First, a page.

A biopsychosocial-cultural model for understanding oral-health-related quality of life among adolescent orthodontic patients
Health and Quality of Life Outcomes volume 18, Article number: 86 (2020)
Based on previous theoretical oral-health-related quality of life (OHRQoL) models and most recently framework, as well as sociocultural model of body image dissatisfaction, the current study aimed to investigate the effect of individual (dental aesthetics and dental appearance social comparison) and sociocultural factors (social reinforcement from parents, peers and mass media on dental aesthetics) as well as their interaction on psychosocial dimension of OHRQoL among adolescent orthodontic patients.
In this cross-sectional study comprising 427 adolescent orthodontic patients (151 boys and 276 girls) aged between 11 and 16 years old, the psychosocial dimension of OHRQoL was measured by Psychosocial Impact of Dental Aesthetics Questionnaire. Individual predictor of dental aesthetics was defined by the Aesthetic Component of the Index of Orthodontic Treatment Need, and dental appearance social comparison was assessed by four items adapted from Physical Appearance Comparison Scale. Sociocultural predictor of social reinforcement was measured by six items adapted from Perceived Sociocultural Pressure Scale. Spearman correlations, path analyses, and structural equation modeling were used to build up several predictive models.
As hypothesized, two direct pathways were observed that patients’ dental aesthetics and all three sources of social reinforcement directly predicted the psychosocial dimension of OHRQoL. Meanwhile, we observed one indirect pathway, that three sources of social reinforcement predicted the psychosocial dimension of OHRQoL, in part, through dental appearance social comparison.
This study provides preliminary evidence indicating that dental aesthetics, social reinforcement and dental appearance comparison are reliable predictors of psychosocial dimension of OHRQoL among adolescent orthodontic patients.
Both theoretical models [1,2,3] and evidence-based research [4,5,6] characterized oral-health-related quality of life (OHRQoL) as a multidimensional construct. Sociocultural influence is an important dimension in most OHRQoL models [3, 7, 8]. Recently, Gupta et al. postulated a new detailed framework for understanding how social (social economic status and social network) and psychological factors (e.g., sense of coherence, social support and stress) interacted on OHRQoL outcomes in adult patients , which gave support for the psychosocial-cultural pathway being one of the key factors on OHRQoL.
Yet, to date, little is known about the effects of interactions between sociocultural and individual factors (both biological and psychological) on OHRQoL among adolescent orthodontic patients. Although previous models provided some detailed framework [7,8,9], orthodontic-specific OHRQoL and generalization from adults to children/adolescents needs further considerations. Growing evidence has shown that improved dental aesthetics, self-confidence and social interaction are important orthodontic treatment benefit [10,11,12]. In most cases, to improve dental aesthetics is one of the main reasons for seeking orthodontic treatment [13, 14]. Thus, dental aesthetics and its psychosocial impact constitute the key dimensions of orthodontic-specific OHRQoL. Further, how sociocultural factors exerting their influence on oral health outcome is sharply different between adult and adolescent populations. For example, children’s social network and their social reinforcement mainly involves their interaction with parents, peers and the mass media. Whereas, the influence of social interaction with parents become less prominent among adults.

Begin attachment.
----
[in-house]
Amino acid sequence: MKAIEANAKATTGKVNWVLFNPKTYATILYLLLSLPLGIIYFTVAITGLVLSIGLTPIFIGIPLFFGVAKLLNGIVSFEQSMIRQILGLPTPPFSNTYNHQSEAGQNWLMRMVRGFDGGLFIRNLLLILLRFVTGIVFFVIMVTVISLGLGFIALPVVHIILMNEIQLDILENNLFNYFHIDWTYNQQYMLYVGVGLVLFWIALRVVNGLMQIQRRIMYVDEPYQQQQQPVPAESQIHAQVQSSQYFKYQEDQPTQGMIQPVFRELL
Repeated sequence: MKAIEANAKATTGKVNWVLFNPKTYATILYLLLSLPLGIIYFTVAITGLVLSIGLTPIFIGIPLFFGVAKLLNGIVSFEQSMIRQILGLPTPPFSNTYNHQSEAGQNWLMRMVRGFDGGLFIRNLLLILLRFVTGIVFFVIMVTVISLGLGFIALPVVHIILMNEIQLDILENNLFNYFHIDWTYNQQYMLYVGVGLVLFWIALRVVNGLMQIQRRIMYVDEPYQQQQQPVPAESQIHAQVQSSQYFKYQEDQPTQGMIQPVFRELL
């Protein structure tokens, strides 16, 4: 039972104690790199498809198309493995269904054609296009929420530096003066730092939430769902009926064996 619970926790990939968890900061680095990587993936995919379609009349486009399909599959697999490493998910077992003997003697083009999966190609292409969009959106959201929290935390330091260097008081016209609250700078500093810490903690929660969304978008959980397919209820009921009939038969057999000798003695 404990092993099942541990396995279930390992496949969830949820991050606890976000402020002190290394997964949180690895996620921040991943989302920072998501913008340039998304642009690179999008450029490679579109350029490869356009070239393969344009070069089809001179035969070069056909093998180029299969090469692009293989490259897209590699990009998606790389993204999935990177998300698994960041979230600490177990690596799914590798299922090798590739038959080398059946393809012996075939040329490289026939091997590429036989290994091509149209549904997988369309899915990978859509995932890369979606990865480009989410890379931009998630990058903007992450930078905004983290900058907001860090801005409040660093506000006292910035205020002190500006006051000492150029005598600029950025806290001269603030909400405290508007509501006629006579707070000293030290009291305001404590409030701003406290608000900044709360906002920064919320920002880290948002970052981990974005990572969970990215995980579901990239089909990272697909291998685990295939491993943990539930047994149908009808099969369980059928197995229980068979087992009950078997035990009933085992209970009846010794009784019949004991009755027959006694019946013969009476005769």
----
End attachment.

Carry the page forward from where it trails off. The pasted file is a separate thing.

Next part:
Social reinforcement refers to the process whereby people internalize definitions and exhibit behaviors and values approved of by significant others . Applied to the sociocultural dimension of orthodontic specific OHRQoL, social reinforcement would be defined as comments or actions of significant others that serve to support and perpetuate a good-looking dental appearance. For example, if an adolescent’s peer group laughs at him/her about his/her dental appearance, if he/she receives negative comments from his/her parents on dental appearance, or if he/she notices the pressure to improve his/her dental appearance from mass media, he/she may be more likely to concern with his/her dental appearance, which may in turn increase the likelihood of poor OHRQoL in the psychosocial dimension (e.g. low dental self-confident, self-handicapping behaviors in social interaction, and so on).
Indeed, social reinforcement from parents, peers and the mass media has been found to be key processes to shape up adolescents’ maladaptive attitude, emotion and behaviors in appearance and body image domain [16,17,18,19]. Appearance pressure from peers and parents (e.g., teasing, exclusion, negative comments and ignorance) resulted in weight concern among adolescents . Also, perceived pressure to be thin from the mass media could predict body dissatisfaction . Furthermore, social reinforcement was also found to interact with individual’s biological conditions (e.g., body mass index) and psychological characters (e.g., low self-esteem and appearance social comparison) to promote body image disturbance or eating disorders [22,23,24,25,26,27]. However, few study has investigated the effects of social reinforcement on orthodontic OHRQoL.